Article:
"When I joined Haaretz newspaper, I started to visit the occupied territories," Levy says. "I immediately realised this was what I wanted to do; to understand the brutality and inhumanity of the Israeli occupation."

"I figured out three things. First, this was the biggest drama facing the state of Israel. Second, this story was not being covered by the Israeli media. And third, this was going to be my life mission - to report about the Israeli occupation to Israeli readers who did not want to know what was really happening there."

Over the years, Levy's stories have shed light on the realities Palestinians face on a daily basis.

One of his earlier reports, 'Death of a baby' in 1996, told of an incident involving the Abu Dahouk family. They were stopped at a checkpoint on their way to a hospital. Israeli soldiers delayed the family including a heavily pregnant Fayzeh Abu Dahouk, who ended up delivering her baby in the backseat of the car.

The baby, who she hoped to name Yousef, died a couple of days later.

Levy wrote at the time: "Who the hell are they? Who are those soldiers who saw Fayzeh Abu Dahouk in pain as she delivered her baby in her brother-in-law’s car. Who are those soldiers who didn’t let her pass to reach the hospital?”

"Who are those soldiers who made Fayzeh have to wrap her baby in her clothes and walk two kilometres to reach the hospital?”

Levy's reports have told of young Palestinians gunned down by Israeli soldiers after being accused of throwing stones; the lack of retribution against soldiers who kill Palestinians in cold blood; and the plight of Palestinian farmers, who make their livelihoods from olive trees, but who have had them burned and destroyed by settlers time and time again.

How Israel legitimises torturing Palestinians to death Israel's policy of torture has left many dead and completely lacks accountability. by Charlotte Silver , Al Jazeera, Feb. 25. 2013

Six days after Arafat Jaradat was arrested by the Israeli army and the Shin Bet, he was dead. Between the date of his arrest - February 18 - and the day of his death - February 23 - his lawyer Kamil Sabbagh met with Arafat only once: in front of a military judge at the Shin Bet's Kishon interrogation facility.

Sabbagh reported that when he saw Jaradat, the man was terrified. Arafat told his lawyer that he was in acute pain from being beaten and forced to sit in stress positions with his hands bound behind his back.

When it announced his death, Israeli Prison Service claimed Arafat - who leaves a pregnant widow and two children - died from cardiac arrest. However, the subsequent autopsy found no blood clot in his heart. In fact, the autopsy concluded that Arafat, who turned 30 this year, was in fine cardiovascular health.

What the final autopsy did find, however, was that Jaradat had been pummelled by repeated blows to his chest and body and had sustained a total of six broken bones in his spine, arms and legs; his lips lacerated; his face badly bruised.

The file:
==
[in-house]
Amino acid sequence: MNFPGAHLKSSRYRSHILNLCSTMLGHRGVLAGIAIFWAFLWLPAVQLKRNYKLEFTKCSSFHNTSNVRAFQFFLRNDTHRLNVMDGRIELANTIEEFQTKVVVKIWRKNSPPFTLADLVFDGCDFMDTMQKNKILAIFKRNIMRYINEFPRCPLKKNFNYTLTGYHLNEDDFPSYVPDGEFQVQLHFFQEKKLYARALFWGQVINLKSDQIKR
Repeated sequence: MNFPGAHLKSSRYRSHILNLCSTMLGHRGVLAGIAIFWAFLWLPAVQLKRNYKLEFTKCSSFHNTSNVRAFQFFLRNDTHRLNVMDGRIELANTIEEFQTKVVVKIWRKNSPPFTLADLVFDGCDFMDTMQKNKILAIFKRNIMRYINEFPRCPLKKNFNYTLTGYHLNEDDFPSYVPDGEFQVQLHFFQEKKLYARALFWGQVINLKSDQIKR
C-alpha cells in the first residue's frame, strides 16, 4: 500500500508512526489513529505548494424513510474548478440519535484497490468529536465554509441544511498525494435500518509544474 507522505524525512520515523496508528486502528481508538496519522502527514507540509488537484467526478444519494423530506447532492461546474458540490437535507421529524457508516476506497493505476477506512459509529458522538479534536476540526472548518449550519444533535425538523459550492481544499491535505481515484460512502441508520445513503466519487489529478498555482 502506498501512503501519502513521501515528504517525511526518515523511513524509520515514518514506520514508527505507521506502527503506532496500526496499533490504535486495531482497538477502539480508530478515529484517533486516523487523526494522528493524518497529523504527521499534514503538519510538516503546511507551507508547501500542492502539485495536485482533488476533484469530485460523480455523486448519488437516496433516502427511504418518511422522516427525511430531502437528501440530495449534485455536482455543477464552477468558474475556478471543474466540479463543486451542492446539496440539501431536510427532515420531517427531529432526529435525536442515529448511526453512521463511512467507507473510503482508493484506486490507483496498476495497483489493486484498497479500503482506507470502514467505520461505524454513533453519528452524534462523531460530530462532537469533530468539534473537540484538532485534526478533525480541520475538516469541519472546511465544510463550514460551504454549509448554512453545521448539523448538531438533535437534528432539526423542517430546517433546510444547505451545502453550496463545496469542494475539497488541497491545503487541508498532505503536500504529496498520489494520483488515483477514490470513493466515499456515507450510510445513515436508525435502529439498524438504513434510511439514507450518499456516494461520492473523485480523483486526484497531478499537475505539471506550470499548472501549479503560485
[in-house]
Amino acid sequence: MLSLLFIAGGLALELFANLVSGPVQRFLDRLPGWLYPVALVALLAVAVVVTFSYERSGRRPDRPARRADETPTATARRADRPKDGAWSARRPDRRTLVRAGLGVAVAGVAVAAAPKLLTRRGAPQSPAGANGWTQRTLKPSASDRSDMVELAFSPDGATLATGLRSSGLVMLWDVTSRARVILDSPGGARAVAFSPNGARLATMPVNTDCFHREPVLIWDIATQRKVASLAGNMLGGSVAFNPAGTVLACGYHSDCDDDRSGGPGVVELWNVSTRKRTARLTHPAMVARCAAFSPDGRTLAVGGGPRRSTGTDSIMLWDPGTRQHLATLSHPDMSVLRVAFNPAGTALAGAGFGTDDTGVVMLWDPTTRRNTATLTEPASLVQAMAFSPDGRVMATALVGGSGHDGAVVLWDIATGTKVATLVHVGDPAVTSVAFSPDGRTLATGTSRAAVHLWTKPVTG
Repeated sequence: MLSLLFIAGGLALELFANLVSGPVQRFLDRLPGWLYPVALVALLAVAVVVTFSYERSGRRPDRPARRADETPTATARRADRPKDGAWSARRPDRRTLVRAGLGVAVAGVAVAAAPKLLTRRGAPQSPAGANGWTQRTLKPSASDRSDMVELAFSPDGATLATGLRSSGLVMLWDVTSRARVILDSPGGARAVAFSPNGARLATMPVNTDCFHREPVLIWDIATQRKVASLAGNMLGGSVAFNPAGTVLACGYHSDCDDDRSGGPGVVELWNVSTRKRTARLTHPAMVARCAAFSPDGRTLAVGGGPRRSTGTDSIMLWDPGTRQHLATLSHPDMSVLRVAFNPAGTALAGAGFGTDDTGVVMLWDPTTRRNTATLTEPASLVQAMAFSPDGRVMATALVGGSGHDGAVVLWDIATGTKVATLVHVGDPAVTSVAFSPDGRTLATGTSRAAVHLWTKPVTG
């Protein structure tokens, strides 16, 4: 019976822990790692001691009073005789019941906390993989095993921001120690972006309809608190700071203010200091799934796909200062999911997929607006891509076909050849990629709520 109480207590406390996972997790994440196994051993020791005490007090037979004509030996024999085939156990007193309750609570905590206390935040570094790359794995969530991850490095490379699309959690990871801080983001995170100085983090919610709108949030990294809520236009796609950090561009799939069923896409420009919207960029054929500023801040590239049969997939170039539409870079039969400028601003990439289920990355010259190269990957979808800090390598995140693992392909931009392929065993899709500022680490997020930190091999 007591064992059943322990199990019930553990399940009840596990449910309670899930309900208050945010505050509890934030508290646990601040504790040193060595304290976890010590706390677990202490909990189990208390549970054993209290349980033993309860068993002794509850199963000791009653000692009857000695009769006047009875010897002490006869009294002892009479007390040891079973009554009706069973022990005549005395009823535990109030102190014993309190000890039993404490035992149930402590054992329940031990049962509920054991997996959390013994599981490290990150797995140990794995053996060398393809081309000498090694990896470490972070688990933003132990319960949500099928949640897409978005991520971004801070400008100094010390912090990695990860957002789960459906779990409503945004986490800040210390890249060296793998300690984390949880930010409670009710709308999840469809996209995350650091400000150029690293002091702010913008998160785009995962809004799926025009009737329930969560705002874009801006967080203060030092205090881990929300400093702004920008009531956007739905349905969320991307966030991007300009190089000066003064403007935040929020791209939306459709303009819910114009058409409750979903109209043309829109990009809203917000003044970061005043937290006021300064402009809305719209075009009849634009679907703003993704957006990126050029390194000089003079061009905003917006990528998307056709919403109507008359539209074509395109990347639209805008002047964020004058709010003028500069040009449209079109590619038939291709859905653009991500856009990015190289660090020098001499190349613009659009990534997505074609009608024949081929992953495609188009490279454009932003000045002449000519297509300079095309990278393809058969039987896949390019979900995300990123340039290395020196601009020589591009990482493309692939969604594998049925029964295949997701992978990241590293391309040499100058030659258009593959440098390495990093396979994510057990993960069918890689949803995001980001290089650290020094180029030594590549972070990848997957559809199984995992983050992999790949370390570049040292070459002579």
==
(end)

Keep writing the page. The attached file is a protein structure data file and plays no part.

The ordeal that Arafat suffered before he died at the hands of Israel's Shin Bet is common to many Palestinians that pass through Israel's prisons. According to the prisoners' rights organisation Addameer, since 1967, a total of 72 Palestinians have been killed as a result of torture and 53 due to medical neglect. Less than a month before Jaradat was killed, Ashraf Abu Dhra died while in Israeli custody in a case that Addameer argues was a direct result of medical neglect.

The legal impunity of the Shin Bet, commonly referred to as the GSS, and its torture techniques has been well established. Between 2001 and 2011, 700 Palestinians lodged complaints with the State Attorney's Office but not a single one has been criminally investigated.

Writing in Adalah's 2012 publication, On Torture [PDF], Bana Shoughry-Badarne, an attorney and the Legal Director of the Public Committee Against Torture in Israel, wrote, "The GSS's impunity is absolute."

Israel's High Court has been extravagantly helpful in securing the Shin Bet with its imperviousness to accountability to international law, and thus enabling widespread and lethal torture.

In August of 2012, Israel's High Court rejected petitions submitted by Israeli human rights organisations Adalah, the Association for Civil Rights in Israel and PCATI to demand that Israeli attorney general, Yehuda Weinstein, carry out criminal investigations into each allegation of torture by the Shin Bet.

And in the first week of February, two weeks before Arafat was killed, the High Court of Justice threw out Adalah's petition that demanded the GSS videotape and audio record all of its interrogations in order to comply with requirements of the United Nations Convention Against Torture (CAT) to which Israel is a signatory.

In May 2009, UNCAT condemned [PDF] Israel for exempting the Shin Bet's interrogations from audio and video recording, noting that such oversight is an essential preventative measure to curtail torture. Yet despite this admonition, in 2012 the Knesset extended the exemption for another three years.